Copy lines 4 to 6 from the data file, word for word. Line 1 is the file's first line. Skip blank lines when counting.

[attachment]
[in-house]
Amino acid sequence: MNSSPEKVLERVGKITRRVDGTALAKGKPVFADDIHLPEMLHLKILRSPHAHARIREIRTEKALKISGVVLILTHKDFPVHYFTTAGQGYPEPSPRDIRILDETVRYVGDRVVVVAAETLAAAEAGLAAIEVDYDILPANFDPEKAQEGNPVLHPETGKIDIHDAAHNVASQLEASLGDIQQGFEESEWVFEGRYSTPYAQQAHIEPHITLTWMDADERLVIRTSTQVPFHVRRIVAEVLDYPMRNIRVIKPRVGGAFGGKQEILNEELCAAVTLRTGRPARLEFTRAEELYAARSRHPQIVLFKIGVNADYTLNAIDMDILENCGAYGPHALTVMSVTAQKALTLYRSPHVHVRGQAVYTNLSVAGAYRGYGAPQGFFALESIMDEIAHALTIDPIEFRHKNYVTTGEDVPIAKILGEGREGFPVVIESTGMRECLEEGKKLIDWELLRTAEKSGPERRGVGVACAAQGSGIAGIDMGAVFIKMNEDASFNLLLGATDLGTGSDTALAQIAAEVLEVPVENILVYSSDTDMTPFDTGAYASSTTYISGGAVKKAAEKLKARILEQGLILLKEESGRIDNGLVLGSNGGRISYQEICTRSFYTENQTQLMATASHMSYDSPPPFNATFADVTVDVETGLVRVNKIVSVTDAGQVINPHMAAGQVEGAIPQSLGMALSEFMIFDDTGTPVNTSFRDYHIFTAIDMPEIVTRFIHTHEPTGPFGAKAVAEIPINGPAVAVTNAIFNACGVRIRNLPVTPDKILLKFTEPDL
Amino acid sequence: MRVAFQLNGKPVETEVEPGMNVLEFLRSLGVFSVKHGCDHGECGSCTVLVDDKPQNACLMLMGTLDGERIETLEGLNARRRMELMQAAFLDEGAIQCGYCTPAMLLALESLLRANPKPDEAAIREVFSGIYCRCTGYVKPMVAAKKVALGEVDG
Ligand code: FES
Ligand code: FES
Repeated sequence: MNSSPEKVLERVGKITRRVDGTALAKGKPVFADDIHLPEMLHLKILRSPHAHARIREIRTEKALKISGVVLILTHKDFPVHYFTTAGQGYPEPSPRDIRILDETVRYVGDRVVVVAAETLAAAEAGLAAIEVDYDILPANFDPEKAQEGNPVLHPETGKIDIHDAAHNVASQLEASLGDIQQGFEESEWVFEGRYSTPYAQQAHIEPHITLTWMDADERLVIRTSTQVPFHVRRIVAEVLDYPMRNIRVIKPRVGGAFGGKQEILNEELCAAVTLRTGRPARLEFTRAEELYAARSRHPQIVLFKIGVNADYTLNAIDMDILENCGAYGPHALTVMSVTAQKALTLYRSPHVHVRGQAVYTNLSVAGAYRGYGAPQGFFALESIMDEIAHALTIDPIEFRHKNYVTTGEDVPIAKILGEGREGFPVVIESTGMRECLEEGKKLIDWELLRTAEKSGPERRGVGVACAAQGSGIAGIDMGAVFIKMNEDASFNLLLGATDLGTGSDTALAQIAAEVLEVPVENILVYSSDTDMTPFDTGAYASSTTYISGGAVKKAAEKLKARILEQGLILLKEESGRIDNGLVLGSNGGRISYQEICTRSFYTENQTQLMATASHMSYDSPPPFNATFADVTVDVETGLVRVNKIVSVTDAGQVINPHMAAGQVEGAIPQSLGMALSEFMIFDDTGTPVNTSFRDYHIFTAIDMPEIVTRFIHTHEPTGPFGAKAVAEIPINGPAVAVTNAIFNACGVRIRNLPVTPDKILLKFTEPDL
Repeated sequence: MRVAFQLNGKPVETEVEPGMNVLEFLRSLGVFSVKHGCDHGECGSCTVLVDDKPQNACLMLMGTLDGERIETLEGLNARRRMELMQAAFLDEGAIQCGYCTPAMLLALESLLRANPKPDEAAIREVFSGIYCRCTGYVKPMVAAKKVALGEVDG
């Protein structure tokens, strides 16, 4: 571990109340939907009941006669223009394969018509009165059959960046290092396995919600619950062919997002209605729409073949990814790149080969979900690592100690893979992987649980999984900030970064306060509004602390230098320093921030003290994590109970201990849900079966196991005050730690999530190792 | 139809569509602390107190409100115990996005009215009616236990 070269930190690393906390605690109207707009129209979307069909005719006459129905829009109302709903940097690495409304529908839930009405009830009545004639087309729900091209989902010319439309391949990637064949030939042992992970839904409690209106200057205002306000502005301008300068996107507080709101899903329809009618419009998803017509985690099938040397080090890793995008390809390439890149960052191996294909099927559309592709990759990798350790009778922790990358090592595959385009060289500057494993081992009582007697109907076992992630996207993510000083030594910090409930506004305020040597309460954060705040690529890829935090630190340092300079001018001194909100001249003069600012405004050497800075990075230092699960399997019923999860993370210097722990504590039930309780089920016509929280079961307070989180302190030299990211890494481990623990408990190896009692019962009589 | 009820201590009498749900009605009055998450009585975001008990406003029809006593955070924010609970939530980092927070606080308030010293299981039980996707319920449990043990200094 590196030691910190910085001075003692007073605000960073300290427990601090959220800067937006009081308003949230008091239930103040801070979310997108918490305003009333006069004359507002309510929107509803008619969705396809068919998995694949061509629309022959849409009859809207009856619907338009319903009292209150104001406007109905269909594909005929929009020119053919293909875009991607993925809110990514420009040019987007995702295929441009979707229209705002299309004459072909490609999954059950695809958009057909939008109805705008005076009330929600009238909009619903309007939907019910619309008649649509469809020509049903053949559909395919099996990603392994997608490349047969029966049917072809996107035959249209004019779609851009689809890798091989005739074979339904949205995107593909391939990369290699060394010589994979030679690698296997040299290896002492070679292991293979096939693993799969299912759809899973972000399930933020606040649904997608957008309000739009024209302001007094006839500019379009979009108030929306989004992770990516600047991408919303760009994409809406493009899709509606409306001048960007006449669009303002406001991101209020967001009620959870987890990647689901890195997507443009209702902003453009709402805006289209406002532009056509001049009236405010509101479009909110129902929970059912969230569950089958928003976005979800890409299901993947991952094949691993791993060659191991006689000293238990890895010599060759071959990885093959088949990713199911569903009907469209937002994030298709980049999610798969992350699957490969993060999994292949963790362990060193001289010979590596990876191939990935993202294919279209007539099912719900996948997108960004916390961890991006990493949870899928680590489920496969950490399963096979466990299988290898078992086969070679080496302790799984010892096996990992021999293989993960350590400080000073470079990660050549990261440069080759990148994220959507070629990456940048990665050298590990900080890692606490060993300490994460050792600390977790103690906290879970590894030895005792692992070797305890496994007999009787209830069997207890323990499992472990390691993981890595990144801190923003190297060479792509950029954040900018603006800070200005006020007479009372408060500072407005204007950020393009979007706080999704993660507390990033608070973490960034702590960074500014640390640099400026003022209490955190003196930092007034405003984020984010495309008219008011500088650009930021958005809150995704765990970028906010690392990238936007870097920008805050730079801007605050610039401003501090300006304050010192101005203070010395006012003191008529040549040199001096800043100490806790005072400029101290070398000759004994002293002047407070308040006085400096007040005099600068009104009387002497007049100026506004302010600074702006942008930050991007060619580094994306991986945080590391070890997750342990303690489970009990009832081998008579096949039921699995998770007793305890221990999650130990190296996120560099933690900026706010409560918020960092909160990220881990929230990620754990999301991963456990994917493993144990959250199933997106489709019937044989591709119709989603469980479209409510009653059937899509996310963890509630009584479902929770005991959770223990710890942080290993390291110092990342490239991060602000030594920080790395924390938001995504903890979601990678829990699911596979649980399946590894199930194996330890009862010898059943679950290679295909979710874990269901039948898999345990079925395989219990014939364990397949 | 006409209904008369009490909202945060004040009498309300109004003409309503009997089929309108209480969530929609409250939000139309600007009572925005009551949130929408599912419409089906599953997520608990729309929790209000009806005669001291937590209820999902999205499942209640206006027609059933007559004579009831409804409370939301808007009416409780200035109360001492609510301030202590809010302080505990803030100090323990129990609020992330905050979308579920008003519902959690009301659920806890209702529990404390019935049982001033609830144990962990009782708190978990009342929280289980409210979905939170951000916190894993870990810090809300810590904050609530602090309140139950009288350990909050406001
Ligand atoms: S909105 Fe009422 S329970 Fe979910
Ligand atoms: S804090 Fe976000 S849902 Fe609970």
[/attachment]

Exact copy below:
Ligand code: FES
Ligand code: FES
Repeated sequence: MNSSPEKVLERVGKITRRVDGTALAKGKPVFADDIHLPEMLHLKILRSPHAHARIREIRTEKALKISGVVLILTHKDFPVHYFTTAGQGYPEPSPRDIRILDETVRYVGDRVVVVAAETLAAAEAGLAAIEVDYDILPANFDPEKAQEGNPVLHPETGKIDIHDAAHNVASQLEASLGDIQQGFEESEWVFEGRYSTPYAQQAHIEPHITLTWMDADERLVIRTSTQVPFHVRRIVAEVLDYPMRNIRVIKPRVGGAFGGKQEILNEELCAAVTLRTGRPARLEFTRAEELYAARSRHPQIVLFKIGVNADYTLNAIDMDILENCGAYGPHALTVMSVTAQKALTLYRSPHVHVRGQAVYTNLSVAGAYRGYGAPQGFFALESIMDEIAHALTIDPIEFRHKNYVTTGEDVPIAKILGEGREGFPVVIESTGMRECLEEGKKLIDWELLRTAEKSGPERRGVGVACAAQGSGIAGIDMGAVFIKMNEDASFNLLLGATDLGTGSDTALAQIAAEVLEVPVENILVYSSDTDMTPFDTGAYASSTTYISGGAVKKAAEKLKARILEQGLILLKEESGRIDNGLVLGSNGGRISYQEICTRSFYTENQTQLMATASHMSYDSPPPFNATFADVTVDVETGLVRVNKIVSVTDAGQVINPHMAAGQVEGAIPQSLGMALSEFMIFDDTGTPVNTSFRDYHIFTAIDMPEIVTRFIHTHEPTGPFGAKAVAEIPINGPAVAVTNAIFNACGVRIRNLPVTPDKILLKFTEPDL